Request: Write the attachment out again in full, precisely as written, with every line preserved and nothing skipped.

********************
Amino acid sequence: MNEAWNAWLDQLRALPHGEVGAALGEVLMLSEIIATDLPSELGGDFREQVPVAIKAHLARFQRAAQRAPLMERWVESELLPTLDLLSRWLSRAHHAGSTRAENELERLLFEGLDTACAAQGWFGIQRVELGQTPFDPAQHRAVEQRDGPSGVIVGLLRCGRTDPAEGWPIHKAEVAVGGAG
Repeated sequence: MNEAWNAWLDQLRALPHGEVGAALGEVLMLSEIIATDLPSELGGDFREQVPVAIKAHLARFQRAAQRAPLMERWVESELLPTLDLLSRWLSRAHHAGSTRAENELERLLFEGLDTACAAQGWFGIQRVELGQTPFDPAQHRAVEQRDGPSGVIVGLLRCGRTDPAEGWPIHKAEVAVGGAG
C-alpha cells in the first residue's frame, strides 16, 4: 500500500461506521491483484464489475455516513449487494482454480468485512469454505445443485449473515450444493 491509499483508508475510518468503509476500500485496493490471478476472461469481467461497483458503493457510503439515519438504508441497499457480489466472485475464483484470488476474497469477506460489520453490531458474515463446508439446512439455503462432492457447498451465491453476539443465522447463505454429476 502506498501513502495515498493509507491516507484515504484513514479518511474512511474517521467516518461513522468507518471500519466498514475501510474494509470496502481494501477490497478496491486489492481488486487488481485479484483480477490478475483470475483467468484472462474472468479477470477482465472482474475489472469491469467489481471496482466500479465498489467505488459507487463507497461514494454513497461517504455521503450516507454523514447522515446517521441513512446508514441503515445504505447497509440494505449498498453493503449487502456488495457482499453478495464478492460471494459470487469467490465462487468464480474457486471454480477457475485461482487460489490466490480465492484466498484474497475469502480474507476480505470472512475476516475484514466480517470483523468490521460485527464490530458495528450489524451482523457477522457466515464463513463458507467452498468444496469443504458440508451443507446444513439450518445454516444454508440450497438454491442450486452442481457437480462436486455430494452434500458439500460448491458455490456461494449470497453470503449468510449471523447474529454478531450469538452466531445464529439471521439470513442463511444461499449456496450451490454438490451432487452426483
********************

Amino acid sequence: MNEAWNAWLDQLRALPHGEVGAALGEVLMLSEIIATDLPSELGGDFREQVPVAIKAHLARFQRAAQRAPLMERWVESELLPTLDLLSRWLSRAHHAGSTRAENELERLLFEGLDTACAAQGWFGIQRVELGQTPFDPAQHRAVEQRDGPSGVIVGLLRCGRTDPAEGWPIHKAEVAVGGAG
Repeated sequence: MNEAWNAWLDQLRALPHGEVGAALGEVLMLSEIIATDLPSELGGDFREQVPVAIKAHLARFQRAAQRAPLMERWVESELLPTLDLLSRWLSRAHHAGSTRAENELERLLFEGLDTACAAQGWFGIQRVELGQTPFDPAQHRAVEQRDGPSGVIVGLLRCGRTDPAEGWPIHKAEVAVGGAG
C-alpha cells in the first residue's frame, strides 16, 4: 500500500461506521491483484464489475455516513449487494482454480468485512469454505445443485449473515450444493 491509499483508508475510518468503509476500500485496493490471478476472461469481467461497483458503493457510503439515519438504508441497499457480489466472485475464483484470488476474497469477506460489520453490531458474515463446508439446512439455503462432492457447498451465491453476539443465522447463505454429476 502506498501513502495515498493509507491516507484515504484513514479518511474512511474517521467516518461513522468507518471500519466498514475501510474494509470496502481494501477490497478496491486489492481488486487488481485479484483480477490478475483470475483467468484472462474472468479477470477482465472482474475489472469491469467489481471496482466500479465498489467505488459507487463507497461514494454513497461517504455521503450516507454523514447522515446517521441513512446508514441503515445504505447497509440494505449498498453493503449487502456488495457482499453478495464478492460471494459470487469467490465462487468464480474457486471454480477457475485461482487460489490466490480465492484466498484474497475469502480474507476480505470472512475476516475484514466480517470483523468490521460485527464490530458495528450489524451482523457477522457466515464463513463458507467452498468444496469443504458440508451443507446444513439450518445454516444454508440450497438454491442450486452442481457437480462436486455430494452434500458439500460448491458455490456461494449470497453470503449468510449471523447474529454478531450469538452466531445464529439471521439470513442463511444461499449456496450451490454438490451432487452426483